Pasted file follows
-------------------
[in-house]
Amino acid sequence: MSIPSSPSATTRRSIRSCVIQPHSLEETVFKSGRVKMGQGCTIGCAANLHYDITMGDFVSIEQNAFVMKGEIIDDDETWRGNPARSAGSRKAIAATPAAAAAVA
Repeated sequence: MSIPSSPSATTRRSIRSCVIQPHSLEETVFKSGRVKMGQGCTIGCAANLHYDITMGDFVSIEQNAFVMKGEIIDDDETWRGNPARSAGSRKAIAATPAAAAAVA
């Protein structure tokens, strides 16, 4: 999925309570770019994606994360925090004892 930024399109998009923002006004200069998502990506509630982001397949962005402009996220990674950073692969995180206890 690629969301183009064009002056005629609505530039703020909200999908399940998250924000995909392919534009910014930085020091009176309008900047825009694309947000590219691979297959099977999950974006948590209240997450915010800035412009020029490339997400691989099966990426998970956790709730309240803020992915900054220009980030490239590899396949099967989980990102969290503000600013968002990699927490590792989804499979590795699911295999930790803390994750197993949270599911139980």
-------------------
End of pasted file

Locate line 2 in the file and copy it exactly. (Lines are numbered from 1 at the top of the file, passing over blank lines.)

Amino acid sequence: MSIPSSPSATTRRSIRSCVIQPHSLEETVFKSGRVKMGQGCTIGCAANLHYDITMGDFVSIEQNAFVMKGEIIDDDETWRGNPARSAGSRKAIAATPAAAAAVA